|Authors||D. I. K. Sjøberg, A. Yamashita, B. C. D. Anda, A. Mockus and T. Dybå|
|Title||Quantifying the Effect of Code Smells on Maintenance Effort|
|Afilliation||Software Engineering, Software Engineering|
|Publication Type||Journal Article|
|Year of Publication||2012|
|Journal||IEEE Transactions on Software Engineering|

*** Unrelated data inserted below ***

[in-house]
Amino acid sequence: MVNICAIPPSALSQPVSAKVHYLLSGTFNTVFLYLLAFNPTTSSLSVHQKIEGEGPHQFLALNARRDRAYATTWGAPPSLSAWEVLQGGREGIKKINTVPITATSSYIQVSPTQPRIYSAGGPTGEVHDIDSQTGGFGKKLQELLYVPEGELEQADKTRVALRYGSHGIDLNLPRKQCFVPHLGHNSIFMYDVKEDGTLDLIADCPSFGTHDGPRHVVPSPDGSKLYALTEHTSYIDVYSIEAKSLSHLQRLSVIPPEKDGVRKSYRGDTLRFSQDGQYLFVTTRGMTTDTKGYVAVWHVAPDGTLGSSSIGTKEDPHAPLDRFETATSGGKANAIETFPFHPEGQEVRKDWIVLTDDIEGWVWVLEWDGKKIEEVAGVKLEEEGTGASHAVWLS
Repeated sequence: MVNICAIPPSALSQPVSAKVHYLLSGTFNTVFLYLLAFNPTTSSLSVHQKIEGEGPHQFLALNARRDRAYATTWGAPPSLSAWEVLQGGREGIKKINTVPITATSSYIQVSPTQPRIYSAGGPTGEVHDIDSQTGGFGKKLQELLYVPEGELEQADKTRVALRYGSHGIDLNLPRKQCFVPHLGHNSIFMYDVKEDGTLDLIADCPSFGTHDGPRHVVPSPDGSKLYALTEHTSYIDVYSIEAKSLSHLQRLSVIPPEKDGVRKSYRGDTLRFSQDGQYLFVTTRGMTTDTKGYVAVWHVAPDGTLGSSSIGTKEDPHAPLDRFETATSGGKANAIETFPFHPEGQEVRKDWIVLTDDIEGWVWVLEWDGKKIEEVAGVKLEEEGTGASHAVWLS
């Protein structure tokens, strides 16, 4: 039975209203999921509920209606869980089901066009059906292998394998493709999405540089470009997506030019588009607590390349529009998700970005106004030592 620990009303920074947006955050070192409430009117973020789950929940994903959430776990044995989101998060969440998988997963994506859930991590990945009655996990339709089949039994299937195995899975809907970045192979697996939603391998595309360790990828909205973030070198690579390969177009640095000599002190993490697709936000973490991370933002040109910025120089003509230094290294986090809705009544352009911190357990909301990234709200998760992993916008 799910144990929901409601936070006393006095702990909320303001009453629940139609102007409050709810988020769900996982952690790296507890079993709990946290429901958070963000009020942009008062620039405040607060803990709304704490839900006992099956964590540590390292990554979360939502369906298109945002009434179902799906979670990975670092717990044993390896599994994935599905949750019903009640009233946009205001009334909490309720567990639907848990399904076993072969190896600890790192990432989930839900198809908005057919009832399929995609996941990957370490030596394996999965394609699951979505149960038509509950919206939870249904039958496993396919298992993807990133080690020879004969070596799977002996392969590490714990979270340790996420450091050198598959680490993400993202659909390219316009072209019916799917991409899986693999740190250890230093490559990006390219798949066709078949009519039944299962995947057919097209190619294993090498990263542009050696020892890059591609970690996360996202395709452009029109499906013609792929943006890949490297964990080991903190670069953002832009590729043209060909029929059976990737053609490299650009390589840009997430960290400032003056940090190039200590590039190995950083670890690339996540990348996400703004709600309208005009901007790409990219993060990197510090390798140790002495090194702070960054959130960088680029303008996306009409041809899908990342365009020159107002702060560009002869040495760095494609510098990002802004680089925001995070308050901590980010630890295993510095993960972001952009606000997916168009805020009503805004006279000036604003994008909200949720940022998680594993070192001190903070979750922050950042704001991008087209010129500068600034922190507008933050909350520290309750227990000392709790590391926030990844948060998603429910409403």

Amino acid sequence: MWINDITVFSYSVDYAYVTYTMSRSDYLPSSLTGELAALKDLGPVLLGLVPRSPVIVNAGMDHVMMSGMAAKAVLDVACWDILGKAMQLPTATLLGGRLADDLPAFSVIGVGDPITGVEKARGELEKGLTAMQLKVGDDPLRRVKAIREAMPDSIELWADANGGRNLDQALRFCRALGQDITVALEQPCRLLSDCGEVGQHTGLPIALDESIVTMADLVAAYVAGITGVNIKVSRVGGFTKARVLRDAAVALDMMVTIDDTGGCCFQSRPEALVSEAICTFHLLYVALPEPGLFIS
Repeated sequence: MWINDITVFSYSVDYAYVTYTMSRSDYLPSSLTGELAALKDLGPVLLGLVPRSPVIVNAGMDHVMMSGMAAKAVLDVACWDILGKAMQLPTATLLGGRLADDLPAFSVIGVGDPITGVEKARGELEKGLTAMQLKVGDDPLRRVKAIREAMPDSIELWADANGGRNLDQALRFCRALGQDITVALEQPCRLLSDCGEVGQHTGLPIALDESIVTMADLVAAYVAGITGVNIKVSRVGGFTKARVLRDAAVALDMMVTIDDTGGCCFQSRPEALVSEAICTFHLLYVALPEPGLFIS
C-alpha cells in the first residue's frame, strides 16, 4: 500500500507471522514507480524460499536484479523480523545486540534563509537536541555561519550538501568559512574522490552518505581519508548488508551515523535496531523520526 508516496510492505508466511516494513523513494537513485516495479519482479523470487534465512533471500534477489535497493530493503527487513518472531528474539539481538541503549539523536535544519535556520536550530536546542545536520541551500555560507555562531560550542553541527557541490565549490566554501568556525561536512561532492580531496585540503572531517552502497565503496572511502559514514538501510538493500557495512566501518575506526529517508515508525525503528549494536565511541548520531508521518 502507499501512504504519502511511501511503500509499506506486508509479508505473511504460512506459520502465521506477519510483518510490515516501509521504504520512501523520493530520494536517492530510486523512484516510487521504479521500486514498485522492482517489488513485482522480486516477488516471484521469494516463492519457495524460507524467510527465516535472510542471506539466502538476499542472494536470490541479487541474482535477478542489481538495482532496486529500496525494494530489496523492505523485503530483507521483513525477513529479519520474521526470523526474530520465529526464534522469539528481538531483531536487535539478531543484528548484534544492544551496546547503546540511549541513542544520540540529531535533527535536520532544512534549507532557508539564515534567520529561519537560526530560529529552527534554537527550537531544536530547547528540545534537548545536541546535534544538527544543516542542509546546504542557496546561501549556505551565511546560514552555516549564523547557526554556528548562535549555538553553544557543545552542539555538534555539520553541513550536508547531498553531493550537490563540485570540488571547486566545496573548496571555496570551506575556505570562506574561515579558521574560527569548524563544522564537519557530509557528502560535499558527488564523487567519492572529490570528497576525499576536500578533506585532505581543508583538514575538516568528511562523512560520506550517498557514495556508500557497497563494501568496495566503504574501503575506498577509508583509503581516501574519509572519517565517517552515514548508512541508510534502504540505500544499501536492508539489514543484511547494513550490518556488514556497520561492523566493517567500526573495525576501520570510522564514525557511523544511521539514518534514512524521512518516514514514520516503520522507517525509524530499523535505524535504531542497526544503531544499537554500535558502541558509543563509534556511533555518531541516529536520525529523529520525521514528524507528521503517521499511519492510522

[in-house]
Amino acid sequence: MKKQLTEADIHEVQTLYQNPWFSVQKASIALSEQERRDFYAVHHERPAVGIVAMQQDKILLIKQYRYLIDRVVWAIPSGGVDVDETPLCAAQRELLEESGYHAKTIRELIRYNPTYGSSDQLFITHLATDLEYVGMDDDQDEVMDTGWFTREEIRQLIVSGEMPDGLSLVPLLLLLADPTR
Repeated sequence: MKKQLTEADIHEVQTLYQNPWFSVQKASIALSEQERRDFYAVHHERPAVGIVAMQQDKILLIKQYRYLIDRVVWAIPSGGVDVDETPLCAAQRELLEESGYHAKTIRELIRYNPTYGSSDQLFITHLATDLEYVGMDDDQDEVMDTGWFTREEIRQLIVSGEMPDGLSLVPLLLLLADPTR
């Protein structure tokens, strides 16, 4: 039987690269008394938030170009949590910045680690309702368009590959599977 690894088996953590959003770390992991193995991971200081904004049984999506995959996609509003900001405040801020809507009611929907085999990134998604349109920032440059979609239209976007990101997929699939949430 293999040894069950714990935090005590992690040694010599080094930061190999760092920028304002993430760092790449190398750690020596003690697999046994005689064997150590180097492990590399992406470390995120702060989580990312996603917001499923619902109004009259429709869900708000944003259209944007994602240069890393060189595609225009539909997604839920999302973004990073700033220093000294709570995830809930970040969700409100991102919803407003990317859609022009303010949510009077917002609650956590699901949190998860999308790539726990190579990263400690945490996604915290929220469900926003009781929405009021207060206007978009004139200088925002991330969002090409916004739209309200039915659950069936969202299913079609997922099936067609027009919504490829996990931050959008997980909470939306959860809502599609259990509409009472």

Context: Code smells are assumed to indicate bad design that leads to less maintainable code. However, this assumption has not been investigated in controlled studies with professional software developers. Aim: Our aim was to investigate the relationship between code smells and maintenance effort. Method: Six developers were hired to perform three maintenance tasks each on four functionally equivalent Java systems originally implemented by different companies. Each developer spent three to four weeks. In total, they modified 298 Java files in the four systems. An Eclipse IDE plug-in measured the exact amount of time a developer spent maintaining each file. A regression was used to explain the effort using file properties, including the number of smells. Results: None of the 12 investigated smells was significantly associated with increased effort after we adjusted for file size and the number of changes; Refused Bequest was significantly associated with decreased effort. File size and the number of changes explained most of the variation in effort. Conclusion: The effects of code smells on maintenance effort are limited. In general, to reduce maintenance effort, focusing on code size and the work practices that limit the number of changes may be more beneficial than refactoring code smells.